Supported by School Resource Officers, Providence Schools officials and representatives of local community agencies, Mayor Angel Taveras, Providence Schools Superintendent Dr. Susan F. Lusi, Public Safety Commissioner Stephen Paré, Providence Police Chief Hugh Clements and School Board President Keith Oliveira joined to mark the signing of a Memorandum of Understanding that will formalize and govern the relationship of our schools with the police officers who work within their school communities.
At the conclusion of the speaking program, held on October 15 outside Central High School, Superintendent Lusi and Chief Clements signed the MOU, making it effective immediately.
“School Resource Officers play a valuable role in our middle schools and high schools, serving as trusted advisors and role models to our students,” said Mayor Taveras. “These relationships are essential not only in keeping our students safe and setting them on the right path in school, but in building lasting bonds with our communities. This MOU formalizes that partnership and is an important component of keeping our students, our schools and our communities safer.”
The Providence Police Department employs nine School Resource Officers, fully-sworn officers whose full-time assignment is to work with and within the city’s high schools and middle schools. Seven of the eight high schools and three of seven middle schools have officers assigned to them for at least three days per week. SROs become integral members of their school communities, and are often a trusted adult and role model to the students at their school.
“We are grateful for the ongoing partnership between the Providence Police Department and Providence Public Schools. The School Resource Officer program has created lasting relationships between students and Providence Police Officers, and with this Memorandum of Agreement we are taking another step forward in this great partnership. We believe that police officers are truly effective when they are placed inside city schools to facilitate any issues that may arise, while also providing a positive role model to the students,” said Commissioner Paré.
The goal of the MOU is to foster a positive school climate by demonstrating respect for students’ rights and protecting the safety of the school environment. The MOU is in response to the realization that the school-police relationship had not been formally codified since the early days of assigning officers to schools, in the mid-1990s. As a result, School Board members and administrators had heard concerns about the equity of discipline, and the line between school action and law enforcement response.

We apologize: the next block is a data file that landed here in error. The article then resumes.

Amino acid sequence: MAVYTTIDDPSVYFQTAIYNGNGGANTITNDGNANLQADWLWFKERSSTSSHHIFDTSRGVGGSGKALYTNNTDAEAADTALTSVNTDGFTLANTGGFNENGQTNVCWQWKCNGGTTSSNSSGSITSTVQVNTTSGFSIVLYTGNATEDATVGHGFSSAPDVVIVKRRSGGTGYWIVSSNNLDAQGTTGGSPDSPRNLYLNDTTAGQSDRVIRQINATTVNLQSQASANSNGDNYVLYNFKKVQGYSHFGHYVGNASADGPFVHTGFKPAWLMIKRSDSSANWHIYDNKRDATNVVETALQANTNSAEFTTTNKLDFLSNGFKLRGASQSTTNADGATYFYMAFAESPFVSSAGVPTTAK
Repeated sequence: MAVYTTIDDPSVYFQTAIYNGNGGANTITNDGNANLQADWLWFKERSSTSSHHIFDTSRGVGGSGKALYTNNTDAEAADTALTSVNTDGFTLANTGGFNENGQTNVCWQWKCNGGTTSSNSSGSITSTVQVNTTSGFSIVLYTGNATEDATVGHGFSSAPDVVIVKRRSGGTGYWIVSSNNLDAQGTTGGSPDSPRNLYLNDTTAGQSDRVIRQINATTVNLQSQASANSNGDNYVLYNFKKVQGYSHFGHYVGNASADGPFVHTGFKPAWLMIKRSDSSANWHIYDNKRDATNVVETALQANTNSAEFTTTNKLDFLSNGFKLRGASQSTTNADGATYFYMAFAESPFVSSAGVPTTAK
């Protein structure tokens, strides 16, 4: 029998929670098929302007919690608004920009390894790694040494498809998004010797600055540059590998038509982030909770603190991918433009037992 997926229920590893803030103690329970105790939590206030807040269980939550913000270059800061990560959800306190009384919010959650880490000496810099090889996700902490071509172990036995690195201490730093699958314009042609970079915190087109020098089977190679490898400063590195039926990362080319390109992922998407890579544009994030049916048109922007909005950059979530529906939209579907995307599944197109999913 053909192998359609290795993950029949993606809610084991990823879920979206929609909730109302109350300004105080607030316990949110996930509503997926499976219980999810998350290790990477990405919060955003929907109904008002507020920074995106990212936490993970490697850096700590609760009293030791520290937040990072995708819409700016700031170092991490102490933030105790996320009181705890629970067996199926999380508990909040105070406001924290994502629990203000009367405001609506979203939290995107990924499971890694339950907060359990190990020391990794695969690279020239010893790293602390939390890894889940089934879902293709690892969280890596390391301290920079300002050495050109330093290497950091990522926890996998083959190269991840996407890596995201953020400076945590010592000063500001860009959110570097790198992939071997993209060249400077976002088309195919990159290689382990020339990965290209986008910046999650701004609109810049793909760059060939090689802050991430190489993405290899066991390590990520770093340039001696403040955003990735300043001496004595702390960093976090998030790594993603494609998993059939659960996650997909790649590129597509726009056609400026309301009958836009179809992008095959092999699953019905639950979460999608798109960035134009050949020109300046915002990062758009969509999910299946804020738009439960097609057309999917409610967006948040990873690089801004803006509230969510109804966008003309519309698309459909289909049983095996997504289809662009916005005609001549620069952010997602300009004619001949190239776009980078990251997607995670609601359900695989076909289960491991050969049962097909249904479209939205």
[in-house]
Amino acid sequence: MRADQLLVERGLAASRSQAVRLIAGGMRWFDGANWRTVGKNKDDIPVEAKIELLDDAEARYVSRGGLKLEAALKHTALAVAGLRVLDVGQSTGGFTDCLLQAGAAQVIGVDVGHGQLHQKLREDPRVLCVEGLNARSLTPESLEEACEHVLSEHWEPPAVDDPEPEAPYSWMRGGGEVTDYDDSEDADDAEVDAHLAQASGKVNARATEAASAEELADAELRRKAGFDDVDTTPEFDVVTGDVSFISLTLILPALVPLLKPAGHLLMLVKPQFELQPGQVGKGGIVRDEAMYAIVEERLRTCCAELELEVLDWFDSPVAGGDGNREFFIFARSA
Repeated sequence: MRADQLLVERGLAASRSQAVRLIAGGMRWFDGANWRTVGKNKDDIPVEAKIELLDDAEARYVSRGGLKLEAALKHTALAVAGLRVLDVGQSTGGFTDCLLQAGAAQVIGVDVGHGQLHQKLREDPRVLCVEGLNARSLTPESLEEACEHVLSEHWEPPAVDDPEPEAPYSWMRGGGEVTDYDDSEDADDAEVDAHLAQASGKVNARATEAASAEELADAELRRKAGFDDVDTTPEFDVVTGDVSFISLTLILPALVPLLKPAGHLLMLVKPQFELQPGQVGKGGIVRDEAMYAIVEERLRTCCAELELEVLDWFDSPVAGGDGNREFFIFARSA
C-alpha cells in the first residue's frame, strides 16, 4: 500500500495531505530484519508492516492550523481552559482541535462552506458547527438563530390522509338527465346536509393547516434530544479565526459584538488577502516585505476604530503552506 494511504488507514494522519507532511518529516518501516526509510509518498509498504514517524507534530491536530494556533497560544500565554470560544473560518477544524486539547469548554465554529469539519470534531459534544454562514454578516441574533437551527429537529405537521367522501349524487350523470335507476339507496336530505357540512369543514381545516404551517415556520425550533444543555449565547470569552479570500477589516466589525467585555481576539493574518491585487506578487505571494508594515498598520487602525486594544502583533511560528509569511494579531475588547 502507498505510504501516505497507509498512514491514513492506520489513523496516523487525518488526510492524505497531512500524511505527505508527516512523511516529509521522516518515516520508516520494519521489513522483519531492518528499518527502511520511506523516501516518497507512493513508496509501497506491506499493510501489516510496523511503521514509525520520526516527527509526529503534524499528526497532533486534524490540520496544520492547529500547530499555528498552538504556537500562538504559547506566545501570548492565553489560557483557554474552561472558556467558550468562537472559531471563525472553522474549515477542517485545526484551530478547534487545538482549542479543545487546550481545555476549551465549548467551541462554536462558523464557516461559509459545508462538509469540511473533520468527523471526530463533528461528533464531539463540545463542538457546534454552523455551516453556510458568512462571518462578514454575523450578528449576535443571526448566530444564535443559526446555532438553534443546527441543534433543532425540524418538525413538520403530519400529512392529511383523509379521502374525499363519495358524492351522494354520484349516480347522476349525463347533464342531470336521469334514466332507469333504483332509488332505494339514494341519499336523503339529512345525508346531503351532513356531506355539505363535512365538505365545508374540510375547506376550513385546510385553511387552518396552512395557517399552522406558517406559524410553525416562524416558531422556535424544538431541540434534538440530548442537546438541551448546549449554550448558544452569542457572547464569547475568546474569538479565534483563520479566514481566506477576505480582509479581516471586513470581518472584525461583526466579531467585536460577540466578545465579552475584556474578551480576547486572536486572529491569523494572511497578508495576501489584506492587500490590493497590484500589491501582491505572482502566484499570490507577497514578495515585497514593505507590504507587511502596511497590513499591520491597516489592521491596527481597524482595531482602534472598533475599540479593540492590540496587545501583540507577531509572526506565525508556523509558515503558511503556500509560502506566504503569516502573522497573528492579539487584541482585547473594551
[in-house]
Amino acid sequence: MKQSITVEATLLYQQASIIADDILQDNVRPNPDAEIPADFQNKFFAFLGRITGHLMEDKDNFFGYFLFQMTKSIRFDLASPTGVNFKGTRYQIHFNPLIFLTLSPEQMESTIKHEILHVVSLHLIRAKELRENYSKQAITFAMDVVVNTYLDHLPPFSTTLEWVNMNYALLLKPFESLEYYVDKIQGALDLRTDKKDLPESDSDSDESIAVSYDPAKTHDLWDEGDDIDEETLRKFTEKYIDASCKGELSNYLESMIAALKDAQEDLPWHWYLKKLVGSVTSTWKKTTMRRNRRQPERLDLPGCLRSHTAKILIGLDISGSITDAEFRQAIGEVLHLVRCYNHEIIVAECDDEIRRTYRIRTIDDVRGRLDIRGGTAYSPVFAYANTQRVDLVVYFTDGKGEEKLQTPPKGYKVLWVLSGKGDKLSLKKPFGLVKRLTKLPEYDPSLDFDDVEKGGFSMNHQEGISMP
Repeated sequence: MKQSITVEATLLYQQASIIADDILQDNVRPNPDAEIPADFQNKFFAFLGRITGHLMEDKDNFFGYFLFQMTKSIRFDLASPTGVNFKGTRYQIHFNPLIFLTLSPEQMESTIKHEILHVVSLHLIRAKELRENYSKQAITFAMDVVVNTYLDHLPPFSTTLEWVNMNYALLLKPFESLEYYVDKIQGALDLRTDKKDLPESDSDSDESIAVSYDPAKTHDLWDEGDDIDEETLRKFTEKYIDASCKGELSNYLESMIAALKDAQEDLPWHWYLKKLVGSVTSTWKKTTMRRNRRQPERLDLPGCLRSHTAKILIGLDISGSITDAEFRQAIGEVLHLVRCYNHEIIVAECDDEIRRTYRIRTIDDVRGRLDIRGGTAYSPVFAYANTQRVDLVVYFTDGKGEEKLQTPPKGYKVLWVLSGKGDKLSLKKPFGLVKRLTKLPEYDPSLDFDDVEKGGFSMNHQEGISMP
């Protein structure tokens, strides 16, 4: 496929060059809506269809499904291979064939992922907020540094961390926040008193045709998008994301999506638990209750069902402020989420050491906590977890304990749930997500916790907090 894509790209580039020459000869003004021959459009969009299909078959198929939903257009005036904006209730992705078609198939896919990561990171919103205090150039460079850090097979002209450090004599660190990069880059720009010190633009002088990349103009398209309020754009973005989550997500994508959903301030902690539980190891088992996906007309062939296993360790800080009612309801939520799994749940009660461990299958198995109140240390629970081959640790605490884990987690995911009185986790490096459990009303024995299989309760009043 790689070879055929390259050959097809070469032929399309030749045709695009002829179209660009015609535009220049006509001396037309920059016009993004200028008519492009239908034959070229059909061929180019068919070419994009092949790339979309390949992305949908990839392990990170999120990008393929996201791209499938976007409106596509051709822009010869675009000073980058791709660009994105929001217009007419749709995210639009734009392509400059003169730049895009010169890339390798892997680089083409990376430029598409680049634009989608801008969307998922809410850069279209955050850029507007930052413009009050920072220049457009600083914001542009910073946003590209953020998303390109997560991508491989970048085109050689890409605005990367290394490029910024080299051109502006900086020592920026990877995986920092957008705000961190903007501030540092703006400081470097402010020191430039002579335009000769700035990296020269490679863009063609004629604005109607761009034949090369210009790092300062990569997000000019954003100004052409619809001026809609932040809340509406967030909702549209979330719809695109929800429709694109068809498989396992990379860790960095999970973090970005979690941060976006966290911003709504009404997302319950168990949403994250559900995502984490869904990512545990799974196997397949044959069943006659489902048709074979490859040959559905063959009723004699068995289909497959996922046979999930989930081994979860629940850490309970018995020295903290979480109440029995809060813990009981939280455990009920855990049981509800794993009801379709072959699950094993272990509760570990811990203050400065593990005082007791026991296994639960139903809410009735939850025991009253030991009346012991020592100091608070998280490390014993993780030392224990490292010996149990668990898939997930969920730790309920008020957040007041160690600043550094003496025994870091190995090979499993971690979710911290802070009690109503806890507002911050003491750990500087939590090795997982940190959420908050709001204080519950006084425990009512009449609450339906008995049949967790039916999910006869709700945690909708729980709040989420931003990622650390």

“We are appreciative of the important role that our School Resource Officers play in our schools,” said Superintendent Lusi. “And we are committed to ensuring that they, along with our school administrators, have the same understanding of the disciplinary structure that will foster positive learning cultures and provide more equitable treatment for all students across the city. This agreement helps to make that cooperative relationship clear and constructive for all.”
The MOU states that “the vast majority of student misconduct can be best addressed through classroom and in-school strategies and by maintaining a positive climate within schools rather than through involvement of the law enforcement community.” It also calls for principals to act in loco parentis and to hold ultimate decision-making on whether legal sanctions are warranted, unless the offense is so extreme such that immediate arrest is appropriate.
Further, it frames the selection and training of SROs, outlining the critical traits of cultural competency, non-violence training, conflict resolution skills, knowledge of Juvenile Code and Juvenile Court procedures, ability to collaborate with school staff in the support and execution of non-punitive dispute resolution, positive behavior programs, and school-based diversion programs, and knowledge of community resources to assist students.
The agreement is one step within a greater effort by the district to re-examine its Student Code of Conduct as a whole, involving a task force and subgroups comprising dozens of community members to draft a significant revision to current Board policy. The draft policy is expected to be presented to the Board in committee this month, with passage expected by the end of 2014.
“The Providence School Board’s commitment is to educating children, and to creating safe, caring and orderly schools,” said Oliveira. “We will continue to listen to and work with our community to ensure that all adults in our schools are working together to create a healthy culture and climate for all students.”